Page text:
26 Apr Hidden Costs of Creating Software
“Analysis of Penalties Incurred by Sub-par Skills vs Potential Savings on IT Staff Hourly Rates”
Outsourcing software development services is an ongoing trend for years now and although it is still a popular approach in many industries it is far from having a perfect track record of meeting executives’ expectations. What seemed like an easy win when comparing operational costs on paper proved to be far more complicated when attempted in real life. For example, General Motors’ dissatisfaction with outsourcing its IT caused the company to reverse the process. In 2012 GM has announced plans to move 3000 of IT jobs previously outsourced to Hewlett-Packard back in-house. By the mid-2015 automaker’s plans included having 12000 strong IT staff by 2017, an almost ten-fold increase compared to 1400 IT workers in 2012.
This article attempts to describe often overlooked aspects of outsourcing software development that greatly influence the overall effect such initiatives have on business outcomes.
Software Outsourcing Often Fails To Meet Expectations
Qualified software developers are an expensive workforce. Comparing IT wages in countries like Germany, UK or USA to going rates provided by near- or offshore vendors it seems as the only rational choice is to switch over to their services. On paper, this decision gives immediate 20-70% cost savings. But does it really?
For some reason, a lot of outsourcing arrangements deeply disappoint failing to meet business expectations. The pace at which new software is delivered is lower than expected. Support and maintenance costs skyrocket. Introducing even fairly simple changes takes weeks or even months. The reliability of IT solutions is far from satisfactory causing an onslaught of outages hurting the bottom line and/or reputation among external partners and clients.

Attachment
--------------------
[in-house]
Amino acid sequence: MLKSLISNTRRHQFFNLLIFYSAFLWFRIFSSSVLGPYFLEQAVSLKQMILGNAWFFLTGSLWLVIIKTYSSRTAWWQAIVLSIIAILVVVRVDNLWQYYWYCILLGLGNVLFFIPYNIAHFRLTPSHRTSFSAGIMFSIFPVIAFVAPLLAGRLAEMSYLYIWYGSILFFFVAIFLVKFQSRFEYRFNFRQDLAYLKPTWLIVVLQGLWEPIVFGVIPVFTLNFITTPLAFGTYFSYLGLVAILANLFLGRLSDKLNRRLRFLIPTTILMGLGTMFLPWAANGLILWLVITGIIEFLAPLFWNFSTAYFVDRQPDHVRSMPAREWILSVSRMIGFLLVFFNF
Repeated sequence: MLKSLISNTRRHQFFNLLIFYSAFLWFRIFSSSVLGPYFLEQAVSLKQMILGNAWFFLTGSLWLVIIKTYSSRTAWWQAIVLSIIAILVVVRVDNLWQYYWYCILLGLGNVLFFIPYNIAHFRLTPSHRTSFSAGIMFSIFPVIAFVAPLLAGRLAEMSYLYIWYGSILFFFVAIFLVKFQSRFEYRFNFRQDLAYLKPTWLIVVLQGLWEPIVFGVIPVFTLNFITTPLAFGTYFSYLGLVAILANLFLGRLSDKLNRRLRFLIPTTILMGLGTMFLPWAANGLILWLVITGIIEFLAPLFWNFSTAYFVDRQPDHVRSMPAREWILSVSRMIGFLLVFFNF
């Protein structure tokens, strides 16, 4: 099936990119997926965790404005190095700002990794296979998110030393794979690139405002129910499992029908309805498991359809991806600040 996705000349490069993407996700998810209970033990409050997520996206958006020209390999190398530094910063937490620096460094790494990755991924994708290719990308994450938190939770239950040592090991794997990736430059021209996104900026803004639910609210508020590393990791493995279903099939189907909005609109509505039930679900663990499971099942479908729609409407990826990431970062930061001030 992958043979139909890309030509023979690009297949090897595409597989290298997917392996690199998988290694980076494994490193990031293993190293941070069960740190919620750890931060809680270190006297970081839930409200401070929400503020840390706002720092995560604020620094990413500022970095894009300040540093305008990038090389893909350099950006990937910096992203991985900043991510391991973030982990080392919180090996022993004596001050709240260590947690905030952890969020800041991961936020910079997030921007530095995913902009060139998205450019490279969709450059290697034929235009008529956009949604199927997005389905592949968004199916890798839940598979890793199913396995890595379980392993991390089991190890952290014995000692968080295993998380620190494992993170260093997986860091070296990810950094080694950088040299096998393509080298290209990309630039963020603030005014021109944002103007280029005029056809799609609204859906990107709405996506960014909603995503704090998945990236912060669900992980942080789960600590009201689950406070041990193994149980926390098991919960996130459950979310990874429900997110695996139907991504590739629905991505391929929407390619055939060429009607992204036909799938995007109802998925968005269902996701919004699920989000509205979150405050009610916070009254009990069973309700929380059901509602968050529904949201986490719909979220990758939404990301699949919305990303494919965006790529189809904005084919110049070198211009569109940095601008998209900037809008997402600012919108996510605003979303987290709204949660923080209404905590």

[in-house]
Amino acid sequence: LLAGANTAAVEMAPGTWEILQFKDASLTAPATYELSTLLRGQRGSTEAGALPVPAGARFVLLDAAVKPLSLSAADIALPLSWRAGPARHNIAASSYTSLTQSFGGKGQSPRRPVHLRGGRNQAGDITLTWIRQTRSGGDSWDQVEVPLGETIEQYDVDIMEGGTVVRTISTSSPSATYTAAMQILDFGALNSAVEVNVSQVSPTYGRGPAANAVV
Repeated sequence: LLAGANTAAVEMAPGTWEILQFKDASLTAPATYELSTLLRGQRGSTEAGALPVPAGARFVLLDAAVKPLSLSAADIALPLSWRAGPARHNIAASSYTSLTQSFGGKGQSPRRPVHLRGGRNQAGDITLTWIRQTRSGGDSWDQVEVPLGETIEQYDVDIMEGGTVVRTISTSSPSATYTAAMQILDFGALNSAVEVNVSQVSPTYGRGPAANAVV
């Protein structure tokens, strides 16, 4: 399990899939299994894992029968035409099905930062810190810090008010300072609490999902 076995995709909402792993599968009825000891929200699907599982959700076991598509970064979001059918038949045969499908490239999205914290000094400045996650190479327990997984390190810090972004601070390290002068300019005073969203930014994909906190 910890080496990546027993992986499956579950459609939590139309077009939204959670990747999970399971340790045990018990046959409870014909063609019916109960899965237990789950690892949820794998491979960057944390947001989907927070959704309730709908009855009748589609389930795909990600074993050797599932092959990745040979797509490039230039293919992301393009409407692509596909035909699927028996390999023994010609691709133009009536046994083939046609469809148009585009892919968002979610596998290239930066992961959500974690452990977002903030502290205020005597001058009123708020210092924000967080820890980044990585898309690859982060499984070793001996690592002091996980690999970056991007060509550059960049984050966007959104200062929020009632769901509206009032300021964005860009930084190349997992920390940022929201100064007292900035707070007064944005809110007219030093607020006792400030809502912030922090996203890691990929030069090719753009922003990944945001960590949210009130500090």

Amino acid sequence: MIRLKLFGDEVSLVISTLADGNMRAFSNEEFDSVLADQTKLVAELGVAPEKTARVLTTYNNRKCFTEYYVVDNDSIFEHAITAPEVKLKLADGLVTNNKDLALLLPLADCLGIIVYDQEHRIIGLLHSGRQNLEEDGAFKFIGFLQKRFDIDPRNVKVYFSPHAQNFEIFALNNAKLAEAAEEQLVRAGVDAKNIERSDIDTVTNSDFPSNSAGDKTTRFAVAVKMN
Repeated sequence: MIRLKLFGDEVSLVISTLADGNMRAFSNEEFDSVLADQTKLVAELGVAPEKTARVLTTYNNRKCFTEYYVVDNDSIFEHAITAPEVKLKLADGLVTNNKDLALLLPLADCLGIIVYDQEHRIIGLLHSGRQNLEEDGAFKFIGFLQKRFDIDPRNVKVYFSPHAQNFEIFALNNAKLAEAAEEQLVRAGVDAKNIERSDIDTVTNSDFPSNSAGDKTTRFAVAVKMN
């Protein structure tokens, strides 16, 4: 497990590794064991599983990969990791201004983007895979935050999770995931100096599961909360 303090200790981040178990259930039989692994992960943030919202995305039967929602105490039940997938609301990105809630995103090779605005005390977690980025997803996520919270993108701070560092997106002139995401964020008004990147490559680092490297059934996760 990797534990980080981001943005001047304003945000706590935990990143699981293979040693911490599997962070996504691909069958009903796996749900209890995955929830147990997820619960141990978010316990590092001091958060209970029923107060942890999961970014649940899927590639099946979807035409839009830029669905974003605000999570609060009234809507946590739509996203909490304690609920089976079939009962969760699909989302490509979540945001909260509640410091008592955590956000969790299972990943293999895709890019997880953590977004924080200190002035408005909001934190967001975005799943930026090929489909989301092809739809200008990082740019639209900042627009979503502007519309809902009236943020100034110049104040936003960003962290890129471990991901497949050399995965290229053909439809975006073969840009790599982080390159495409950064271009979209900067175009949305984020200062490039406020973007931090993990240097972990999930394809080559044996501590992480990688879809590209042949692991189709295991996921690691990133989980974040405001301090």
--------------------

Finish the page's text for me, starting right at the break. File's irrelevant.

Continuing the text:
A lot of those failures start with an overly simplistic approach to ROI calculations, reducing the cost of software to almost exclusively cost of labor. Based on our experience differences in quality of skills might affect the bottom line to a far greater extent than differences in hourly rates.
Savings on Skills Generates Significant Hidden Costs
If outsourcing initiative planned ROI is calculated focusing mainly on comparing hourly rates of contracted staff against in-house personnel or those offered by other vendors then very significant hidden costs are not accounted for. In this article, we will focus on two often overlooked factors greatly influencing the bottom line of any software development initiative: efficiency of software delivery process and financial impact on lacking quality caused by under-qualified development teams.
Software delivery process efficiency
One of the critically important aspects that define an organization’s ability to generate high ROI on investment in software development is the efficiency of the development process itself.